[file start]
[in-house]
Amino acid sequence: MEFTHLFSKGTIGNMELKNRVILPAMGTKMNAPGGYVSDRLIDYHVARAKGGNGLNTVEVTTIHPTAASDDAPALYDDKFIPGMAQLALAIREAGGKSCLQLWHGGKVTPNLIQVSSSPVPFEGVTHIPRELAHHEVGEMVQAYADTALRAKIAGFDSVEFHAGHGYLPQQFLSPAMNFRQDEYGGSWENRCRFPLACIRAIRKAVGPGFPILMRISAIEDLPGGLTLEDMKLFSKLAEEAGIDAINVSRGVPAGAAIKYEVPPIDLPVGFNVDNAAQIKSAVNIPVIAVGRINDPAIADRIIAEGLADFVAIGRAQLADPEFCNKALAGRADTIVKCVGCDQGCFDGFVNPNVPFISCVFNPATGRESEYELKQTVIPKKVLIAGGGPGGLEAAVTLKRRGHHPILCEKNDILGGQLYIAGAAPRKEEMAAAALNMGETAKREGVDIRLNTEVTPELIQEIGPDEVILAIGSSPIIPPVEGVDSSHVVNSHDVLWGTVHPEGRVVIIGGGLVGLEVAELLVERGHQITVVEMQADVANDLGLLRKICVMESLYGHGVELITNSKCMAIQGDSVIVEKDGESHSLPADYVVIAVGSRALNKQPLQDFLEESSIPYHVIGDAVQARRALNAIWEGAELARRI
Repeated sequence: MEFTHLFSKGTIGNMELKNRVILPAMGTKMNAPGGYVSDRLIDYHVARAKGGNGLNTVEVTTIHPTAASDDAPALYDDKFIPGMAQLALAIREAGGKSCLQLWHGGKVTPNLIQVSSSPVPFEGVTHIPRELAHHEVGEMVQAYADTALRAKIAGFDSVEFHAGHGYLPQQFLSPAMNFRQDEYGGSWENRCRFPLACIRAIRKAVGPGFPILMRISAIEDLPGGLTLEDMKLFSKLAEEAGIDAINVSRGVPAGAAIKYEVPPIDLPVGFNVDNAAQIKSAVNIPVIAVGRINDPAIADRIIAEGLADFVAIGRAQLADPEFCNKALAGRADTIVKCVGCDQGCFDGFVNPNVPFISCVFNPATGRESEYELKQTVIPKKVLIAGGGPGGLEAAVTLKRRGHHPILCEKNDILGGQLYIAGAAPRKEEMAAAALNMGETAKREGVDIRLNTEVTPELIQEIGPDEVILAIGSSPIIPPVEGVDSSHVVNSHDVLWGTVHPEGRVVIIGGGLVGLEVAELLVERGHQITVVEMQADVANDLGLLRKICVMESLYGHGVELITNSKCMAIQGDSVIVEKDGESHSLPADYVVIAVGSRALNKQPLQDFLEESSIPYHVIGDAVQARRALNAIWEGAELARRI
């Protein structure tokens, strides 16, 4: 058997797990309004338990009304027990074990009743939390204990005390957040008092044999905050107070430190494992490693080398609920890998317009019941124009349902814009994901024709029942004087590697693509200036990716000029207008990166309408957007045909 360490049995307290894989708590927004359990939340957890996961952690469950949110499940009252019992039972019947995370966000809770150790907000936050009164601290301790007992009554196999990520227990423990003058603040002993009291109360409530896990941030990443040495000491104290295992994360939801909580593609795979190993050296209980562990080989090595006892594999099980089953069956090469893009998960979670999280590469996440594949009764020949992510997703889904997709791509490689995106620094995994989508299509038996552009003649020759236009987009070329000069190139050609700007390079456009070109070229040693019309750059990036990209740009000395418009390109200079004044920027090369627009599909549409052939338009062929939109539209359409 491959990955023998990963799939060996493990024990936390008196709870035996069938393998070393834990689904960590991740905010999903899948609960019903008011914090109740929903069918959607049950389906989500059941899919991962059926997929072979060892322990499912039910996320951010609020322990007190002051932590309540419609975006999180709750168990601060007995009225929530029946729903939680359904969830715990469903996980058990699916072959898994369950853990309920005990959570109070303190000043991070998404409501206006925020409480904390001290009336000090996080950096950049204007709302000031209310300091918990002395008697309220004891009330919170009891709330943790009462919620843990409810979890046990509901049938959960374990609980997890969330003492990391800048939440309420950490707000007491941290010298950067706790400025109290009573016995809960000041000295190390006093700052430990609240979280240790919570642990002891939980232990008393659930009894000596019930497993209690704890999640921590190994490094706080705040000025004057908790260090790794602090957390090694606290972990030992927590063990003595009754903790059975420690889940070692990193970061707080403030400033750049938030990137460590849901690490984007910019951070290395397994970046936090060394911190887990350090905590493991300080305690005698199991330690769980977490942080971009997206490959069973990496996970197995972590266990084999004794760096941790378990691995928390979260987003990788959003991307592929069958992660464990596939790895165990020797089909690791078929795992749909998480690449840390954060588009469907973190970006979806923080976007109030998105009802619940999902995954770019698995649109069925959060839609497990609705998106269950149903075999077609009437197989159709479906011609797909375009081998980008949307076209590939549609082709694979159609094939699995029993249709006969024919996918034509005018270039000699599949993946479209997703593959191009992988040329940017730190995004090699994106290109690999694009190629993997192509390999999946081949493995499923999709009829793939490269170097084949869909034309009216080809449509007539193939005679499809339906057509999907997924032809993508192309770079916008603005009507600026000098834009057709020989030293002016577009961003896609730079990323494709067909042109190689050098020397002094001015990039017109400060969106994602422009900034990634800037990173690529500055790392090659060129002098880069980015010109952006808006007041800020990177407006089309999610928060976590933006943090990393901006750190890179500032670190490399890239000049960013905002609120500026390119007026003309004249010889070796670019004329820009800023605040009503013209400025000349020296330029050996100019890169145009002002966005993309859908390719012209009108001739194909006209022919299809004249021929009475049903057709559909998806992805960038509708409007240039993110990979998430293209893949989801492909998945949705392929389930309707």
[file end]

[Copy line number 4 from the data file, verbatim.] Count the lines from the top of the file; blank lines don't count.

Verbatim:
């Protein structure tokens, strides 16, 4: 058997797990309004338990009304027990074990009743939390204990005390957040008092044999905050107070430190494992490693080398609920890998317009019941124009349902814009994901024709029942004087590697693509200036990716000029207008990166309408957007045909 360490049995307290894989708590927004359990939340957890996961952690469950949110499940009252019992039972019947995370966000809770150790907000936050009164601290301790007992009554196999990520227990423990003058603040002993009291109360409530896990941030990443040495000491104290295992994360939801909580593609795979190993050296209980562990080989090595006892594999099980089953069956090469893009998960979670999280590469996440594949009764020949992510997703889904997709791509490689995106620094995994989508299509038996552009003649020759236009987009070329000069190139050609700007390079456009070109070229040693019309750059990036990209740009000395418009390109200079004044920027090369627009599909549409052939338009062929939109539209359409 491959990955023998990963799939060996493990024990936390008196709870035996069938393998070393834990689904960590991740905010999903899948609960019903008011914090109740929903069918959607049950389906989500059941899919991962059926997929072979060892322990499912039910996320951010609020322990007190002051932590309540419609975006999180709750168990601060007995009225929530029946729903939680359904969830715990469903996980058990699916072959898994369950853990309920005990959570109070303190000043991070998404409501206006925020409480904390001290009336000090996080950096950049204007709302000031209310300091918990002395008697309220004891009330919170009891709330943790009462919620843990409810979890046990509901049938959960374990609980997890969330003492990391800048939440309420950490707000007491941290010298950067706790400025109290009573016995809960000041000295190390006093700052430990609240979280240790919570642990002891939980232990008393659930009894000596019930497993209690704890999640921590190994490094706080705040000025004057908790260090790794602090957390090694606290972990030992927590063990003595009754903790059975420690889940070692990193970061707080403030400033750049938030990137460590849901690490984007910019951070290395397994970046936090060394911190887990350090905590493991300080305690005698199991330690769980977490942080971009997206490959069973990496996970197995972590266990084999004794760096941790378990691995928390979260987003990788959003991307592929069958992660464990596939790895165990020797089909690791078929795992749909998480690449840390954060588009469907973190970006979806923080976007109030998105009802619940999902995954770019698995649109069925959060839609497990609705998106269950149903075999077609009437197989159709479906011609797909375009081998980008949307076209590939549609082709694979159609094939699995029993249709006969024919996918034509005018270039000699599949993946479209997703593959191009992988040329940017730190995004090699994106290109690999694009190629993997192509390999999946081949493995499923999709009829793939490269170097084949869909034309009216080809449509007539193939005679499809339906057509999907997924032809993508192309770079916008603005009507600026000098834009057709020989030293002016577009961003896609730079990323494709067909042109190689050098020397002094001015990039017109400060969106994602422009900034990634800037990173690529500055790392090659060129002098880069980015010109952006808006007041800020990177407006089309999610928060976590933006943090990393901006750190890179500032670190490399890239000049960013905002609120500026390119007026003309004249010889070796670019004329820009800023605040009503013209400025000349020296330029050996100019890169145009002002966005993309859908390719012209009108001739194909006209022919299809004249021929009475049903057709559909998806992805960038509708409007240039993110990979998430293209893949989801492909998945949705392929389930309707």